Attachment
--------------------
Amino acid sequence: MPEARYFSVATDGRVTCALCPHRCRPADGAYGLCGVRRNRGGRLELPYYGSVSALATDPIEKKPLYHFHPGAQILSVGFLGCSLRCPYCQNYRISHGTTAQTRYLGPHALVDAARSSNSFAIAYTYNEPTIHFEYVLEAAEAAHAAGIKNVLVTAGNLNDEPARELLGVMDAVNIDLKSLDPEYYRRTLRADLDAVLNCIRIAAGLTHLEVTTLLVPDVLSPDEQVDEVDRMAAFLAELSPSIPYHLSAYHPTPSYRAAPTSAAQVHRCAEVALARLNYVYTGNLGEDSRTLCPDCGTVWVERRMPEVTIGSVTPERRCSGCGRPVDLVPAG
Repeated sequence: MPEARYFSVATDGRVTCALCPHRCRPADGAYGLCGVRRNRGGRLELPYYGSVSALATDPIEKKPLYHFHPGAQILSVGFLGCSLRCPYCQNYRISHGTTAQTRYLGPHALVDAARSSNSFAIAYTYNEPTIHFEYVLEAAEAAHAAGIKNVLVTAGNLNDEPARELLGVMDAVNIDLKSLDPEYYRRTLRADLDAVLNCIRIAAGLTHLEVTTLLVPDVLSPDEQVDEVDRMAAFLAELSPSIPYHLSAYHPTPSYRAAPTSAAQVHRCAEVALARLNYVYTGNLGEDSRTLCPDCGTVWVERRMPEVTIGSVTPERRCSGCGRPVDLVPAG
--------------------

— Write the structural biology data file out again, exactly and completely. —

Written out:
Amino acid sequence: MPEARYFSVATDGRVTCALCPHRCRPADGAYGLCGVRRNRGGRLELPYYGSVSALATDPIEKKPLYHFHPGAQILSVGFLGCSLRCPYCQNYRISHGTTAQTRYLGPHALVDAARSSNSFAIAYTYNEPTIHFEYVLEAAEAAHAAGIKNVLVTAGNLNDEPARELLGVMDAVNIDLKSLDPEYYRRTLRADLDAVLNCIRIAAGLTHLEVTTLLVPDVLSPDEQVDEVDRMAAFLAELSPSIPYHLSAYHPTPSYRAAPTSAAQVHRCAEVALARLNYVYTGNLGEDSRTLCPDCGTVWVERRMPEVTIGSVTPERRCSGCGRPVDLVPAG
Repeated sequence: MPEARYFSVATDGRVTCALCPHRCRPADGAYGLCGVRRNRGGRLELPYYGSVSALATDPIEKKPLYHFHPGAQILSVGFLGCSLRCPYCQNYRISHGTTAQTRYLGPHALVDAARSSNSFAIAYTYNEPTIHFEYVLEAAEAAHAAGIKNVLVTAGNLNDEPARELLGVMDAVNIDLKSLDPEYYRRTLRADLDAVLNCIRIAAGLTHLEVTTLLVPDVLSPDEQVDEVDRMAAFLAELSPSIPYHLSAYHPTPSYRAAPTSAAQVHRCAEVALARLNYVYTGNLGEDSRTLCPDCGTVWVERRMPEVTIGSVTPERRCSGCGRPVDLVPAG